It is an understatement to say the information security market is on fire and as anyone in the talent management space would tell you, it is likely the fastest growing area in information technology. However, it would be wrong to assume there is an abundance of talent. “Cybersecurity job postings grew 74% from 2007 to 2013, which is more than twice the growth rate of all IT jobs. The labor pool has yet to catch up.” (NetworkWorld) This statistic doesn’t even factor into consideration all of the newly created positions opening. As you can imagine, this makes it increasingly difficult for companies to fill their current open requisitions. Here are a few, of the many, reasons for this phenomenon.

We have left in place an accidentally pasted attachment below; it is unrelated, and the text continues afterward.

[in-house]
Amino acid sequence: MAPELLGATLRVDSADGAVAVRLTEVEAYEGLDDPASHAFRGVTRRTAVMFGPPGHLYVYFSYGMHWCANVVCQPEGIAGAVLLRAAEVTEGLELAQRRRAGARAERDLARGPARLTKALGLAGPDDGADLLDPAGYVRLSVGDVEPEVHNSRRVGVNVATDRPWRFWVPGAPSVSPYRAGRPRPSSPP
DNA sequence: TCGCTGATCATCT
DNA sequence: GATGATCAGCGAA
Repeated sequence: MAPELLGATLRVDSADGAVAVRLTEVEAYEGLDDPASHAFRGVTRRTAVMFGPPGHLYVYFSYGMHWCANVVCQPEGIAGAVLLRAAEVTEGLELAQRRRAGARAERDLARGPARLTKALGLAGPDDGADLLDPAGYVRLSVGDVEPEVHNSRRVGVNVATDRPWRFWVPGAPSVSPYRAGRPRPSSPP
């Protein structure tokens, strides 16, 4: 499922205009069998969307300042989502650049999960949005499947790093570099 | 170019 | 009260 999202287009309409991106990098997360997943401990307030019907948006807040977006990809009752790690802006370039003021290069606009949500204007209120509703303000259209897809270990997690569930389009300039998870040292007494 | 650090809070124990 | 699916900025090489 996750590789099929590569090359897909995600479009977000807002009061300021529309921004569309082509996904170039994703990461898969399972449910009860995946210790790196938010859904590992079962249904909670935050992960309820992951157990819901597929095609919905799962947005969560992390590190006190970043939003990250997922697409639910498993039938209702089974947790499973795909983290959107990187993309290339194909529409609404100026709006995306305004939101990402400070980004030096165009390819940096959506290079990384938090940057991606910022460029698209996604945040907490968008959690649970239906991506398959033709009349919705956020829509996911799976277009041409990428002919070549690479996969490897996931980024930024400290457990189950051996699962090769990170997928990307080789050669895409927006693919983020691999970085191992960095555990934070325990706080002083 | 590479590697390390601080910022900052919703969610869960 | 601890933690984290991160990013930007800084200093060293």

1. There have been a number of major security breaches in the last few years that have brought an increased awareness to information security and the need for companies to protect their information and that of their customers. These can be both costly and embarrassing which companies such as Sony, Target and Home Depot learned the hard way. These events are causing companies to be more proactive with the way they view information security which is manifested in the implementation of new security solutions and revamping architecture to be more secure. This results in the need to hire more security professionals. Security used to be looked at as reactive and there to catch the bad guys, now companies are doing more to ensure their information isn’t compromised from the start.